Chuck: I'd make the comics cheaper and it could be done with the right distribution. Either cheaper or I don't know why there isn't a Shonen Jump type collection for American comics because at ten or twelve bucks for a big fat telephone book of comics, I can't see how that would fail.

Marco: I know in Japan for Shonen Jump they print it on recycled paper, they don't care if it's yellow or orange paper, they just print it and throw it out there.

Chuck: Yeah, and I think that would be a way to reach a larger audience, you might reach more kids and that's the most important thing. In the early nineties when we were doing gangbusters, we were reaching kids and kids were reading them. I know adult fans want their sophisticated stories and all this grown-up stuff, if you don't have new readers coming in the hobby's going to dry up.

Marco: It's funny that you bring up kids because I also do another series called Nerd Fight where we debate topics from different points of view and one of the things we're going to discuss is should books at Marvel and DC be all ages? So, every single book, whether you're a kid or an adult, you can read it no matter what without having any issues whereas now you have your all ages teen and mature books from DC and Marvel.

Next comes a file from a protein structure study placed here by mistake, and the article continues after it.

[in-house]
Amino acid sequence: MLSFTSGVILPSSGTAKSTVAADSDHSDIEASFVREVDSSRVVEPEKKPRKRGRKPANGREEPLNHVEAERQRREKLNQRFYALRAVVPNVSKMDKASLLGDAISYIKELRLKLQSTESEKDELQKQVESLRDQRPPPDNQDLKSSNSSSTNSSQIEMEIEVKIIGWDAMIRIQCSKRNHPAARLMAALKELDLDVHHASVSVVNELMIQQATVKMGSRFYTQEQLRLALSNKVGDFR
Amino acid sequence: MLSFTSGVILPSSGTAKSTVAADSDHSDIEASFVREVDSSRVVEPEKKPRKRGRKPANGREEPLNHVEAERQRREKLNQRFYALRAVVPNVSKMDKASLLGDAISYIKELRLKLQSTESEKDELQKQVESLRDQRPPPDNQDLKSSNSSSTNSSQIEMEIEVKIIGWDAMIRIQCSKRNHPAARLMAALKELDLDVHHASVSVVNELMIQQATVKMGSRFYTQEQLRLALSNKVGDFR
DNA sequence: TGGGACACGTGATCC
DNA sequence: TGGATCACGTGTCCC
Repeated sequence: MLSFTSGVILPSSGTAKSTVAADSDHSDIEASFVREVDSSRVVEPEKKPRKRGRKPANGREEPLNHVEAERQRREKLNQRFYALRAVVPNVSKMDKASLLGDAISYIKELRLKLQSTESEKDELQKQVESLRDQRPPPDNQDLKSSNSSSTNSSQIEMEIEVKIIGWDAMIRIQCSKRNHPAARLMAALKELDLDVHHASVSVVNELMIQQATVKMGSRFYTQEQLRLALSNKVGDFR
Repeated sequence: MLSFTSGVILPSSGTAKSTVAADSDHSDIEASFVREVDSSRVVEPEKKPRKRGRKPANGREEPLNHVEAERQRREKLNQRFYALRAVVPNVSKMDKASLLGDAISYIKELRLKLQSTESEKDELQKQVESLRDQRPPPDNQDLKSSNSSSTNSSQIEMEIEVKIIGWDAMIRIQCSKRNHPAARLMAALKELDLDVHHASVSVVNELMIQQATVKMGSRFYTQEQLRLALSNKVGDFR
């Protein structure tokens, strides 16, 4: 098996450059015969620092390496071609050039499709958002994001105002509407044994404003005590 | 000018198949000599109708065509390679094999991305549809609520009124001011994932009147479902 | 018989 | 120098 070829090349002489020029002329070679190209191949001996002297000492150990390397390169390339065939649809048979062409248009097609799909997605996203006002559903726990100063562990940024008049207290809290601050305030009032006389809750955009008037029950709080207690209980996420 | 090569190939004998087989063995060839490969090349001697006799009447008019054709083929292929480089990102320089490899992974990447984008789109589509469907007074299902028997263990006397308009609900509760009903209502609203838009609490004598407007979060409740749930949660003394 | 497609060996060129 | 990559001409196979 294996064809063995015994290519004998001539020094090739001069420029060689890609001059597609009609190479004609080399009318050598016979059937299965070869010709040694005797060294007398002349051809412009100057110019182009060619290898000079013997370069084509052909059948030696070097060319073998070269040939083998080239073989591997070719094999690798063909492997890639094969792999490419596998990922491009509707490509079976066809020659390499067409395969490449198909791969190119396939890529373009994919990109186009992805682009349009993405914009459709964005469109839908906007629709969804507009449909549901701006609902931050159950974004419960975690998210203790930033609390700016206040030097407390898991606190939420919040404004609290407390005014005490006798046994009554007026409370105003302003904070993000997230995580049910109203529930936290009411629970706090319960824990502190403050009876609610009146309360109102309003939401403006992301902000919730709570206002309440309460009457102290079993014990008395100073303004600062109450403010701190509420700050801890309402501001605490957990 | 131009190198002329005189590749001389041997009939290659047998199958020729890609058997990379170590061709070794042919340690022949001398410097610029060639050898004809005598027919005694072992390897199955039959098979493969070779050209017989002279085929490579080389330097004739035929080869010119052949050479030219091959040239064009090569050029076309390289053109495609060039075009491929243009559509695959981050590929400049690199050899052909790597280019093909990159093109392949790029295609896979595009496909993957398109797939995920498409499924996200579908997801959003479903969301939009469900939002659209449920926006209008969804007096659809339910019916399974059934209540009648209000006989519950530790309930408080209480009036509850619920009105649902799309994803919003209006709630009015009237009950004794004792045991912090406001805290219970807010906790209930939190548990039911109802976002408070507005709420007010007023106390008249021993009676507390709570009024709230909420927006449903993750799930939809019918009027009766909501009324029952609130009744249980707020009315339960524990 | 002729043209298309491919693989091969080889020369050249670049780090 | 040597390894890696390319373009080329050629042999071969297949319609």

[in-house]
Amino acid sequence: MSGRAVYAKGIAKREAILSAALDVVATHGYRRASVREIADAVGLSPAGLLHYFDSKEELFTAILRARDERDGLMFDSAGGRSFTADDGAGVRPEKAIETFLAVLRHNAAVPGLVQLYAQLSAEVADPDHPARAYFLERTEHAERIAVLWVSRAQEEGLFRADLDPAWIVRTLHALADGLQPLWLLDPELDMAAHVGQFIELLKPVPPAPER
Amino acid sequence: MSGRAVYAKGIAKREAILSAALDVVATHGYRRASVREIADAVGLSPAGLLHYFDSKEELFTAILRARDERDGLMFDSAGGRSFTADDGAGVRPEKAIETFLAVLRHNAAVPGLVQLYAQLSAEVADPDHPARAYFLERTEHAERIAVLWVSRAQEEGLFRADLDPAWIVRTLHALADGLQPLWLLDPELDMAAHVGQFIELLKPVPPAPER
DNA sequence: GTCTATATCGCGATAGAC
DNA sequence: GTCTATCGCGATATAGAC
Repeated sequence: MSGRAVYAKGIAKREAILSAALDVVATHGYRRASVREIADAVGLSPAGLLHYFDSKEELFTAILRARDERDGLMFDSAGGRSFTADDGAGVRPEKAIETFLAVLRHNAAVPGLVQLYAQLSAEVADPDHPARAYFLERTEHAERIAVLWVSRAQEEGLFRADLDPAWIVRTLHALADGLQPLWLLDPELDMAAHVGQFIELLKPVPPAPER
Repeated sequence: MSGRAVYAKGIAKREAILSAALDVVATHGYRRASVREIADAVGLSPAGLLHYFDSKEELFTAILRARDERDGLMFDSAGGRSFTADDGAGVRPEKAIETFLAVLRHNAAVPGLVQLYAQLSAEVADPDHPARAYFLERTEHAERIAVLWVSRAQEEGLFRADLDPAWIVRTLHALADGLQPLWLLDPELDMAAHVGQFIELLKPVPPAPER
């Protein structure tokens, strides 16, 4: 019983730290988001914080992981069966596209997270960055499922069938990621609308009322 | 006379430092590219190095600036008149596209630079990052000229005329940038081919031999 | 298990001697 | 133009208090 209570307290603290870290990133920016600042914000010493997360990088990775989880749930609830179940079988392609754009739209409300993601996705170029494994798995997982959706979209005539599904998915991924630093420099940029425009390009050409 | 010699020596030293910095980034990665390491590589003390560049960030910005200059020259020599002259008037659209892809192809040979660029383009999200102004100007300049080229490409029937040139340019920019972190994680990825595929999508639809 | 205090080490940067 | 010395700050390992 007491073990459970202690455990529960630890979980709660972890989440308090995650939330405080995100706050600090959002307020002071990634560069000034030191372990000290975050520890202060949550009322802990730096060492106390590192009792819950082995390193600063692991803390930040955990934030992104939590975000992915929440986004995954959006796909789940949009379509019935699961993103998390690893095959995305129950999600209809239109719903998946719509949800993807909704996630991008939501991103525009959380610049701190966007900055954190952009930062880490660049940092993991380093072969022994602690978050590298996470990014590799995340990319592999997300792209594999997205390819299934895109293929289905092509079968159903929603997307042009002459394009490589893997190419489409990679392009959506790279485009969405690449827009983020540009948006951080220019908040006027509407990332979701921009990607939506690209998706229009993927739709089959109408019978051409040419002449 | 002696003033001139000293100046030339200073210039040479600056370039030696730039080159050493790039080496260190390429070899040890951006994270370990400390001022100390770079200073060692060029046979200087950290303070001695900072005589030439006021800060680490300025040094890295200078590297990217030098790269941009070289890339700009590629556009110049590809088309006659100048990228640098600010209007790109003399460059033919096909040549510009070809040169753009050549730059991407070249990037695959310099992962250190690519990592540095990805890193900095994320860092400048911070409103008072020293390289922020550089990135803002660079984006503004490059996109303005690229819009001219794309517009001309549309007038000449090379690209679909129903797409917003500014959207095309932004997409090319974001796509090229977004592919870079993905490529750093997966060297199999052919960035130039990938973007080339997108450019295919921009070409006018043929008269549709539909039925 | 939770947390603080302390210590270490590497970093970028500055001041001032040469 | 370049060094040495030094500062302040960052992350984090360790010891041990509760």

Chuck: The problem with that, and I'm all for plateau publishing where you have little kid books and teen books but not with the same characters. I mean, back in the seventies when you were a kid you could start with Archie or Richie Rich and then you move up to superheroes, then you buy Conan, then you move on to Heavy Metal or whatever. But now, when you have all these permutations, all these different characters, it dilutes and confuses everybody.

Obviously, there's a place for all ages comics and I think the problem might be they are too difficult to produce, because all ages comics doesn't mean stupid and pandering comics. There is nothing unsophisticated about Carl Barks and Donald Duck stories, there is nothing there an adult would be ashamed to read so yeah, I'm all for the mass audience, reach as many people as possible.